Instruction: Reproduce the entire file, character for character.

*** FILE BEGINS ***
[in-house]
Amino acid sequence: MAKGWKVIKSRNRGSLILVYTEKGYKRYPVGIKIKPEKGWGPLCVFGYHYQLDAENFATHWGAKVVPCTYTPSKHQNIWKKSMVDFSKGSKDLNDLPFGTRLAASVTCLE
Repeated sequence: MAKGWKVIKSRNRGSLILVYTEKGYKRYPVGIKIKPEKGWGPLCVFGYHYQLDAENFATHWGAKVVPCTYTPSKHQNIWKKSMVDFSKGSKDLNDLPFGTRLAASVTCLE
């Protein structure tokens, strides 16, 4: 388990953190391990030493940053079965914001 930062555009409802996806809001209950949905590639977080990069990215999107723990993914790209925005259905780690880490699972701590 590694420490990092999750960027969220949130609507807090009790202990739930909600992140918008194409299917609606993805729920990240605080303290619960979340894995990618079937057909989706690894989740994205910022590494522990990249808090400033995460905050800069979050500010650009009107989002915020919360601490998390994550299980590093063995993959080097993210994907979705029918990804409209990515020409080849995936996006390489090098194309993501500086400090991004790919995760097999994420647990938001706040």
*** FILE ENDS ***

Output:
[in-house]
Amino acid sequence: MAKGWKVIKSRNRGSLILVYTEKGYKRYPVGIKIKPEKGWGPLCVFGYHYQLDAENFATHWGAKVVPCTYTPSKHQNIWKKSMVDFSKGSKDLNDLPFGTRLAASVTCLE
Repeated sequence: MAKGWKVIKSRNRGSLILVYTEKGYKRYPVGIKIKPEKGWGPLCVFGYHYQLDAENFATHWGAKVVPCTYTPSKHQNIWKKSMVDFSKGSKDLNDLPFGTRLAASVTCLE
């Protein structure tokens, strides 16, 4: 388990953190391990030493940053079965914001 930062555009409802996806809001209950949905590639977080990069990215999107723990993914790209925005259905780690880490699972701590 590694420490990092999750960027969220949130609507807090009790202990739930909600992140918008194409299917609606993805729920990240605080303290619960979340894995990618079937057909989706690894989740994205910022590494522990990249808090400033995460905050800069979050500010650009009107989002915020919360601490998390994550299980590093063995993959080097993210994907979705029918990804409209990515020409080849995936996006390489090098194309993501500086400090991004790919995760097999994420647990938001706040």